• Plastique

A new sector for recycling plastic in Wallonia !11/02/2019

In Belgium alone, more than 200,000 tonnes of plastic waste are collected each year via selective sorting (PMC bags); Wallonia therefore intends to inject 60 million euros into the creation of a sector specialised in plastic recycling alongside an industrial player, in the form of a partnership between the public and private sectors. Wallonia aims to become a sector leader. The initiative fits perfectly with current youth climate demonstrations, as well as European movements towards stricter regulations on the use of plastics.

The observation highlighted in the policy note examined by the government states that, "European industries have been overwhelmed and saturated by plastic waste since China closed its borders to several categories of solid waste." The Walloon government must therefore agree on a call for projects to create a sector with 60 million euros from the Region, on the principle of "one private euro will attract one public euro". "Wallonia is ahead of many other regions in Europe in sorting plastic waste," says Walloon MR Minister of the Economy, Pierre-Yves Jeholet. We want to create a complete industrial sector for plastic recycling and give structure to the recycling industry. And why not say that in the long run, we would like to process all the plastic in our area."

The Société régionale d'Investissement de Wallonie (SRIW) will therefore have to select the various projects to be put forward to the government. The total potential to be injected into the sector is 120 million euros and both major industrial projects (sorting, recovery, processing, etc.) and niche projects for SMEs are welcome. According to Pierre-Yves Jeholet, "there are high expectations from both manufacturers and consumers, and there is also the prospect of significant job development and the objective of concentrating as much added value as possible in Wallonia.”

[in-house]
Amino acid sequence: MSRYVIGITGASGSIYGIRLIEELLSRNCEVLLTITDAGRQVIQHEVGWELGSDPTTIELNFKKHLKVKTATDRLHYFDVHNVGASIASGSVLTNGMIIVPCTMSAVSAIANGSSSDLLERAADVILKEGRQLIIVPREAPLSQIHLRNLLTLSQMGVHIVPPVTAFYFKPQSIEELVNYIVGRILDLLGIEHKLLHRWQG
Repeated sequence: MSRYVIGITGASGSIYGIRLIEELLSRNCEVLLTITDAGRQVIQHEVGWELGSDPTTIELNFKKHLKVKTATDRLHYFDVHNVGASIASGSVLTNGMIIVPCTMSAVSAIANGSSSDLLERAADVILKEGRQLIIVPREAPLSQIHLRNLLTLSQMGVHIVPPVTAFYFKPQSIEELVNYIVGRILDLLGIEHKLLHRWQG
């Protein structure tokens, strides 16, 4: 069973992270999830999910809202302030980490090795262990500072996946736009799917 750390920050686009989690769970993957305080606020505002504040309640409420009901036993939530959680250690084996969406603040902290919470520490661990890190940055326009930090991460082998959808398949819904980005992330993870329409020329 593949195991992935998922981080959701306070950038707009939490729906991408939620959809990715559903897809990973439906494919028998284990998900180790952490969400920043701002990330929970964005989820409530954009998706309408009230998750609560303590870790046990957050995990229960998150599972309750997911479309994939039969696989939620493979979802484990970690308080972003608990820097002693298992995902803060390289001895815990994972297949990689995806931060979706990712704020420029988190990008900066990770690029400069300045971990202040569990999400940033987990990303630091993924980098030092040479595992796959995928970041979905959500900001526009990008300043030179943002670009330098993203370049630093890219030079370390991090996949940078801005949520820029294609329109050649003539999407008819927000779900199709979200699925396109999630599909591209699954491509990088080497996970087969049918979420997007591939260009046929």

Minister of Environment Carlo Di Antonio (cdH) is even considering a follow-up to this initiative, "As with plastics, Wallonia could finance other recycling projects in the form of a partnership between the public and private sectors. I'm thinking about recycling mattresses or cans." Moreover, this project is in line with current European movements towards stricter regulations on the use of plastics, by banning their incineration from 2025, for example, and may lead to the creation of various openings in Wallonia; "the role of the public authorities is not limited to a partnership with the private sector," continues Carlo Di Antonio. Upstream, we also aim to reduce the volume of single-use plastic. Downstream, we can also imagine helping to create opportunities. For example, if we decide that all public waste bins or street furniture purchased by the municipalities must be made of at least 30, 40 or 60% recycled plastic, we are creating an opportunity for recycling companies. And there are many more examples."

The green economy is already a priority in Wallonia, and environmental technologies are growing, following increased awareness of the challenges of global warming. With this project, the Walloon government is demonstrating its desire to bring about a real change in how it processes the plastic waste that pollutes our planet.

Source : Belga - L'Echo



Sophie Laguesse © Jean-Louis Wertz

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